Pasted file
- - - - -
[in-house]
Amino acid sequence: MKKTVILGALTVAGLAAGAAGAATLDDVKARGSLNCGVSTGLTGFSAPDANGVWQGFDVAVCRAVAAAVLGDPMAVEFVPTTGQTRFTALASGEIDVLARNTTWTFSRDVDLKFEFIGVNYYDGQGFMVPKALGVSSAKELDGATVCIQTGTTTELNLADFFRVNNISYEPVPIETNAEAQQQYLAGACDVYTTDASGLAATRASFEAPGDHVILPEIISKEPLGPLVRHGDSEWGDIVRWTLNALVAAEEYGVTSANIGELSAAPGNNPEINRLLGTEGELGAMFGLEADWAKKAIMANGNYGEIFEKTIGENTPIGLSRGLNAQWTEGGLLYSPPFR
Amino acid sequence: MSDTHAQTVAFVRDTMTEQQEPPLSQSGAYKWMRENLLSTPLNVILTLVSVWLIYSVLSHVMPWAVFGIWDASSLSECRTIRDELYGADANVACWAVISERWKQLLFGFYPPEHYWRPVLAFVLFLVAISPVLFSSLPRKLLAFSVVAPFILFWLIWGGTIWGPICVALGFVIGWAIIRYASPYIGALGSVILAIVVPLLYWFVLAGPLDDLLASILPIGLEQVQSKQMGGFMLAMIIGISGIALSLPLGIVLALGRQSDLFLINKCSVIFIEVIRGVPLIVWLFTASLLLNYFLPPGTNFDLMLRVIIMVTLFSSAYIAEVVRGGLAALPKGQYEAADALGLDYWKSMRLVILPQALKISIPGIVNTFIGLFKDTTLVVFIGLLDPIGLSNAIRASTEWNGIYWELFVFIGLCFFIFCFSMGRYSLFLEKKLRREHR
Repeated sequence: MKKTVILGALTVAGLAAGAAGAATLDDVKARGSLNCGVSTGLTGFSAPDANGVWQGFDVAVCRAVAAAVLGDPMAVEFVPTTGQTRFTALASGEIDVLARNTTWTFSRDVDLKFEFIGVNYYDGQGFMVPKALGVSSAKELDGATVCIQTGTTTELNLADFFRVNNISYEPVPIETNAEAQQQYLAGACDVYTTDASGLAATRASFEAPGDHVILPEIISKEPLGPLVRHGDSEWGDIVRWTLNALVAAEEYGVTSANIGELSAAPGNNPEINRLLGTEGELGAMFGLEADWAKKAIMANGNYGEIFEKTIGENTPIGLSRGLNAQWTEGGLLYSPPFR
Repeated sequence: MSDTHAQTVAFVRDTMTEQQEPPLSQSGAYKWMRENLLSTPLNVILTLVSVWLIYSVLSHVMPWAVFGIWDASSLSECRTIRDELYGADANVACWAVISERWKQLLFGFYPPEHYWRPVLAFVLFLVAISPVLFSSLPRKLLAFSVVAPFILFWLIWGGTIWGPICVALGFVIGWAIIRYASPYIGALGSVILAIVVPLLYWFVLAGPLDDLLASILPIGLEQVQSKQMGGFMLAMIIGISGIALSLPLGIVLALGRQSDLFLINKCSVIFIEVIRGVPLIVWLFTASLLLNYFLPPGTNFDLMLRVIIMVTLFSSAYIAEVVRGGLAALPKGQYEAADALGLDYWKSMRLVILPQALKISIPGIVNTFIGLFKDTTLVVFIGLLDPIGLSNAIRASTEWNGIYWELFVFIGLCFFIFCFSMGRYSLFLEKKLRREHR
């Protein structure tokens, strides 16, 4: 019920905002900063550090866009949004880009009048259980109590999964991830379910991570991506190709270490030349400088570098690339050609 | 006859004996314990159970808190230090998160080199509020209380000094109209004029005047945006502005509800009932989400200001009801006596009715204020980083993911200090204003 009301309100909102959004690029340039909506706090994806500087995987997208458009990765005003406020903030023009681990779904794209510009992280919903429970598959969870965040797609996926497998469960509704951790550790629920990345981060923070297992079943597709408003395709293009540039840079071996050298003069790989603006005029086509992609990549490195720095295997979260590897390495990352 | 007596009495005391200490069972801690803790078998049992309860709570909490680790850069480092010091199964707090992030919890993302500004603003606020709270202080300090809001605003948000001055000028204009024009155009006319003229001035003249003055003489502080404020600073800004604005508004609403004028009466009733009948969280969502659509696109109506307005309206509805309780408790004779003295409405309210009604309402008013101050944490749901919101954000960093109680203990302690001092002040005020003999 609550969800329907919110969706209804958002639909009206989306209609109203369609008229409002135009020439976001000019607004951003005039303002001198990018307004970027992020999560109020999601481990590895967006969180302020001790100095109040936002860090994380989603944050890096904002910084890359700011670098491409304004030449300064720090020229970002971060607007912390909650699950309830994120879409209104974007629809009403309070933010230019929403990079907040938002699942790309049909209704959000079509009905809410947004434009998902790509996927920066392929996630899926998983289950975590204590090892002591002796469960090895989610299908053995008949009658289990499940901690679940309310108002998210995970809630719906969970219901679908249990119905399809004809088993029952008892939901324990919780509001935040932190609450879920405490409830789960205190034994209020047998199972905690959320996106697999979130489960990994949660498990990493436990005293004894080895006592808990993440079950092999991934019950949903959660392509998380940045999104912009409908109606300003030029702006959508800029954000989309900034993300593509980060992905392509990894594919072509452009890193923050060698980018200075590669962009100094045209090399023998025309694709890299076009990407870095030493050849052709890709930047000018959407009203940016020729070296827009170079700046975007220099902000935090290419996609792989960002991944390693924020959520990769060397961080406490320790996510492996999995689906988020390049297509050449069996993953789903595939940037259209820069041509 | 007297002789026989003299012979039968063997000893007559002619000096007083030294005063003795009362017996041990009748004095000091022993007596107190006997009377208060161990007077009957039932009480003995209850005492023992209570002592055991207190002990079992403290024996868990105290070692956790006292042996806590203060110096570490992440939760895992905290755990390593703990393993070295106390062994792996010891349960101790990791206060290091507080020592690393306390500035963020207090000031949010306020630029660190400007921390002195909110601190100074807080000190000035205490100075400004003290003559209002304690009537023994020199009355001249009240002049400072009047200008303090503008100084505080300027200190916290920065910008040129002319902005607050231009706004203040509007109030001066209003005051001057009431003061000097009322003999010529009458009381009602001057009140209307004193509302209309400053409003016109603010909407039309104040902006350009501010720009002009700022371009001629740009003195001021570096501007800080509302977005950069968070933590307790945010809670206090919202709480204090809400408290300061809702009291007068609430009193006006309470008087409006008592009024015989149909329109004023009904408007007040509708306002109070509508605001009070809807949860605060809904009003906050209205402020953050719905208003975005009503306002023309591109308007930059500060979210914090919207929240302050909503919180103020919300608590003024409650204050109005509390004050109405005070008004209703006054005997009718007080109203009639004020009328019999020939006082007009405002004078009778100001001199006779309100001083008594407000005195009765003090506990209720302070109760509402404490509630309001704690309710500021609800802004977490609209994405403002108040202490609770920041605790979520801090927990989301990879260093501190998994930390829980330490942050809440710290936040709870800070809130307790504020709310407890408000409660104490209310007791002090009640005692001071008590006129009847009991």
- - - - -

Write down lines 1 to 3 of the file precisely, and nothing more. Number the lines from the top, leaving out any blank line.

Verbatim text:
[in-house]
Amino acid sequence: MKKTVILGALTVAGLAAGAAGAATLDDVKARGSLNCGVSTGLTGFSAPDANGVWQGFDVAVCRAVAAAVLGDPMAVEFVPTTGQTRFTALASGEIDVLARNTTWTFSRDVDLKFEFIGVNYYDGQGFMVPKALGVSSAKELDGATVCIQTGTTTELNLADFFRVNNISYEPVPIETNAEAQQQYLAGACDVYTTDASGLAATRASFEAPGDHVILPEIISKEPLGPLVRHGDSEWGDIVRWTLNALVAAEEYGVTSANIGELSAAPGNNPEINRLLGTEGELGAMFGLEADWAKKAIMANGNYGEIFEKTIGENTPIGLSRGLNAQWTEGGLLYSPPFR
Amino acid sequence: MSDTHAQTVAFVRDTMTEQQEPPLSQSGAYKWMRENLLSTPLNVILTLVSVWLIYSVLSHVMPWAVFGIWDASSLSECRTIRDELYGADANVACWAVISERWKQLLFGFYPPEHYWRPVLAFVLFLVAISPVLFSSLPRKLLAFSVVAPFILFWLIWGGTIWGPICVALGFVIGWAIIRYASPYIGALGSVILAIVVPLLYWFVLAGPLDDLLASILPIGLEQVQSKQMGGFMLAMIIGISGIALSLPLGIVLALGRQSDLFLINKCSVIFIEVIRGVPLIVWLFTASLLLNYFLPPGTNFDLMLRVIIMVTLFSSAYIAEVVRGGLAALPKGQYEAADALGLDYWKSMRLVILPQALKISIPGIVNTFIGLFKDTTLVVFIGLLDPIGLSNAIRASTEWNGIYWELFVFIGLCFFIFCFSMGRYSLFLEKKLRREHR